The draft can be the biggest gamble in the NFL. Make the right choice and you end up with a franchise player who leads you to the Super Bowl and boosts your fortunes massively. Make the wrong choice and you’re left with an overpriced guy who puts up worse numbers than a high schooler. So many teams have gone both ways, making choices that blow up in their face while others can nab the right guys. It should be remembered that numbers don’t always matter; after all, Tom Brady went to the sixth round in 2000 before being grabbed by the Patriots and becoming a superstar. Sadly, he’s the rare exception as too many top guys fail to live up to their potential.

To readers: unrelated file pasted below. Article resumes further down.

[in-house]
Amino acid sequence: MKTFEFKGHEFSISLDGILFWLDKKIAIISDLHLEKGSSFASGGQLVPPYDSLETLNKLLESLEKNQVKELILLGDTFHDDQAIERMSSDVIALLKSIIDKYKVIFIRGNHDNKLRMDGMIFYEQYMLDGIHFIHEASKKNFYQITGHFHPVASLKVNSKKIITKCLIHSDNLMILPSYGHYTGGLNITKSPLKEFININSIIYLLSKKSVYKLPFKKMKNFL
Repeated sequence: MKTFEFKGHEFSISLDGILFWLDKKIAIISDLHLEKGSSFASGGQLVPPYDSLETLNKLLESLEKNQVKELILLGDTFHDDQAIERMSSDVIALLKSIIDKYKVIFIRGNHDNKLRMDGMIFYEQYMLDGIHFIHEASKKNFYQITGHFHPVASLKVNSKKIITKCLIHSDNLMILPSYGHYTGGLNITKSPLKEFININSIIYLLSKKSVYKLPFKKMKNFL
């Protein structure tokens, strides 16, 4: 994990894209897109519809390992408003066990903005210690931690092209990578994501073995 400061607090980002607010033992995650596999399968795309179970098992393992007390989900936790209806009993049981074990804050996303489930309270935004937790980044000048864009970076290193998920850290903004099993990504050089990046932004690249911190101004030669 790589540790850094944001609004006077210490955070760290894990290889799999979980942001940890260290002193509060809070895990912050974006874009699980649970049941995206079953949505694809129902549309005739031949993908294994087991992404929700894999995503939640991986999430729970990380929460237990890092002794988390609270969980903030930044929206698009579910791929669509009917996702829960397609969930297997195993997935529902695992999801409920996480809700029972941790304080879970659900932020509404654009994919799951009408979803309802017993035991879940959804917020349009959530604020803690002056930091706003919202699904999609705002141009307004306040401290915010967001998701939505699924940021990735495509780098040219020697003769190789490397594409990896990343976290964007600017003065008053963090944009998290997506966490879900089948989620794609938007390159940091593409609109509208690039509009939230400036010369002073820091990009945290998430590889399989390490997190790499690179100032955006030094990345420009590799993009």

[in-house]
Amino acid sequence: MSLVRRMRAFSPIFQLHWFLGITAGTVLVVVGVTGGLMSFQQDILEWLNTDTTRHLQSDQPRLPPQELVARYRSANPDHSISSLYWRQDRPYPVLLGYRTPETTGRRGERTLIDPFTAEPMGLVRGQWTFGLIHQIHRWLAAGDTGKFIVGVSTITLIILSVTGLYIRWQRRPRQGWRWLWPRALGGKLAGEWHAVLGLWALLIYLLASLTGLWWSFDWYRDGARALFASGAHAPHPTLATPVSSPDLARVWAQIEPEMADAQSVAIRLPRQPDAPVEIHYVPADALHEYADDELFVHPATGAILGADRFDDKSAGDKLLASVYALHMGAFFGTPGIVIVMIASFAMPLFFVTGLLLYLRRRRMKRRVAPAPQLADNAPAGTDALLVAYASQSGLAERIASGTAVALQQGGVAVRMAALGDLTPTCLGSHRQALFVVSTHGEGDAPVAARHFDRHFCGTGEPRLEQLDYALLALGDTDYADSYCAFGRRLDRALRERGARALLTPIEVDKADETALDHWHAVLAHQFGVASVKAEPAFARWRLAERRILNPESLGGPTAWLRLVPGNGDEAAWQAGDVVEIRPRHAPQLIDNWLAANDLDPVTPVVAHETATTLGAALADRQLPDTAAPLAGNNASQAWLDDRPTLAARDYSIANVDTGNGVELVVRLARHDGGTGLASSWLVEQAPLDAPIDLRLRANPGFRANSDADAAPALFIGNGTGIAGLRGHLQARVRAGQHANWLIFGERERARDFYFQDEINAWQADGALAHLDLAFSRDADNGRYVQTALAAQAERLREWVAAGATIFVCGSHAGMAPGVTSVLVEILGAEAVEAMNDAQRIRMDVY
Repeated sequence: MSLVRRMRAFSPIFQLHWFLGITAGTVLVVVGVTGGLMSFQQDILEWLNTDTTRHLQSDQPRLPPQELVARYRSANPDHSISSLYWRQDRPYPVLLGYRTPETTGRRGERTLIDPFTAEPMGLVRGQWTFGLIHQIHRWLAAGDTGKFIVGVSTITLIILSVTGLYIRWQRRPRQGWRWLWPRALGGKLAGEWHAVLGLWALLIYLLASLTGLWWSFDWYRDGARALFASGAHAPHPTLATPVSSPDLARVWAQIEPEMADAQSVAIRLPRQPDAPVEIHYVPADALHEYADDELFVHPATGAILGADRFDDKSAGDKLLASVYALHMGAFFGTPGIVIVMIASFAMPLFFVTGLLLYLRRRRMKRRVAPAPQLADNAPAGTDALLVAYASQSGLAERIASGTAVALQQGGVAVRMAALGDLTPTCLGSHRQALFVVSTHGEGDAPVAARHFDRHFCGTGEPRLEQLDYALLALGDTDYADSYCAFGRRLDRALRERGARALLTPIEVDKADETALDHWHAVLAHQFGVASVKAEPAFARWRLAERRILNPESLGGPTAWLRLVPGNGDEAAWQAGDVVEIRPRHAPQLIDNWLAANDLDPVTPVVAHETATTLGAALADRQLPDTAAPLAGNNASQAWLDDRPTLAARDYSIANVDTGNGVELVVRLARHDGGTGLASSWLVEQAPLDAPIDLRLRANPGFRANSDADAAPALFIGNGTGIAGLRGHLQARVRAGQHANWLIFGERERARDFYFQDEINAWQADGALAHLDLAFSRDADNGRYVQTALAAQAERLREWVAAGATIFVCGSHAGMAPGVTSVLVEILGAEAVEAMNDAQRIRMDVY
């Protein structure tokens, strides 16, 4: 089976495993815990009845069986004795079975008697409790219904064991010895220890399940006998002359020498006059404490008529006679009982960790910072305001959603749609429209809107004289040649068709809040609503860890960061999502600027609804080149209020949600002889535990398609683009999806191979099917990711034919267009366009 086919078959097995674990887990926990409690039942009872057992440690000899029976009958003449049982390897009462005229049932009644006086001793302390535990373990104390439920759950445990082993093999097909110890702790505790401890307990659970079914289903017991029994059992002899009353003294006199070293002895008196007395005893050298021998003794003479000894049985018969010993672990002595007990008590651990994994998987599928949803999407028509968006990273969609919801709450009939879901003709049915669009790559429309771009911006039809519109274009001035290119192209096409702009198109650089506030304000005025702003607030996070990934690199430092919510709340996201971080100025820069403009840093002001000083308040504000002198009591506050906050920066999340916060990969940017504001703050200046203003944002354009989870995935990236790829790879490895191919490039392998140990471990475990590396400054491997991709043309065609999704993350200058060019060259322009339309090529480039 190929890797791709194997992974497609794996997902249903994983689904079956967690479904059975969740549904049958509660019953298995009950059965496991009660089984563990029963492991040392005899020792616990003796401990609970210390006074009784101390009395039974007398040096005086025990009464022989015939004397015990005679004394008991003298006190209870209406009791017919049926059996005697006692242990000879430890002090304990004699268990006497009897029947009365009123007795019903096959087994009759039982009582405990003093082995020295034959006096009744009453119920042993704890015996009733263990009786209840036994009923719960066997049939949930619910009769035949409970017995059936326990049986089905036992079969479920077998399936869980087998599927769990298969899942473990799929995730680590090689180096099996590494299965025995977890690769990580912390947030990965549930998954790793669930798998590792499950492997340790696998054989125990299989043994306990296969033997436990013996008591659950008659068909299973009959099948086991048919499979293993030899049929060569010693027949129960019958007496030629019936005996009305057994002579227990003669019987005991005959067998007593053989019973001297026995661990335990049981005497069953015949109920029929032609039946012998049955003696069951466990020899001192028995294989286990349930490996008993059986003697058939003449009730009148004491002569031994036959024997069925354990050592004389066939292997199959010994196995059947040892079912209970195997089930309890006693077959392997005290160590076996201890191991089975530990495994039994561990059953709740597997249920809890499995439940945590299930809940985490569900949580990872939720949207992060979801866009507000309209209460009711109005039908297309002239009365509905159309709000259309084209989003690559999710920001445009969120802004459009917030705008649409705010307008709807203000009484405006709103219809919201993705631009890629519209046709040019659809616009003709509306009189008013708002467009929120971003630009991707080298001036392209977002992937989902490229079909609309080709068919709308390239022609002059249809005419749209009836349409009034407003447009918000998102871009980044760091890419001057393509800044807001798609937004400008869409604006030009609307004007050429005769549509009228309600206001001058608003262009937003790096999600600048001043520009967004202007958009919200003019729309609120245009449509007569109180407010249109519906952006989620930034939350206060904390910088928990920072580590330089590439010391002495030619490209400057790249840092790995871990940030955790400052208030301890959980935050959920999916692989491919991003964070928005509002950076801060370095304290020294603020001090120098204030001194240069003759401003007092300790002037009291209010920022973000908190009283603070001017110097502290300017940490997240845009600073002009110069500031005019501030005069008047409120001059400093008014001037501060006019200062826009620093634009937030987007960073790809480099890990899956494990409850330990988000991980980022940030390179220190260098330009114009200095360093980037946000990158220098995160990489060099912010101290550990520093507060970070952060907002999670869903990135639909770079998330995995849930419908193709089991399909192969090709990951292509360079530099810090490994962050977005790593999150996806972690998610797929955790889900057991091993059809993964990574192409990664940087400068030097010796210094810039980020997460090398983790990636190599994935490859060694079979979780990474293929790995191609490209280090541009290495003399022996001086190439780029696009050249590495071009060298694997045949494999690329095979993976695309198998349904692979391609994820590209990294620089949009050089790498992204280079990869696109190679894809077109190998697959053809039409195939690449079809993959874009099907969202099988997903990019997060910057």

There have been slews of cases over the years but each draft class has one glaring guy who stands out for the wrong reason. Every draft has a guy who had such promise, who was nabbed at a top number only to totally fail to live up to expectations in the NFL. The last two decades have brought some big ones and here are the top choices. The biggest disappointment of each NFL draft since 1996 and how teams run a big risk when they try to nab a star.
The 2016 draft won't be included, as it's far too early to judge this year's rookies.
20 1996 - Lawrence Phillips
Phillips has created a legacy of sorts: It’s thanks to him that the NFL today does psychological testing of prospects. At Nebraska, Phillips emerged to help out a poor bench, running for 1,772 yards as a sophomore and looked a great prospect. However, Phillips was also known for run-ins with the law of vandalism and receiving money from a sponsor as well as erupting controversy for being allowed to play despite an arrest for assaulting his girlfriend.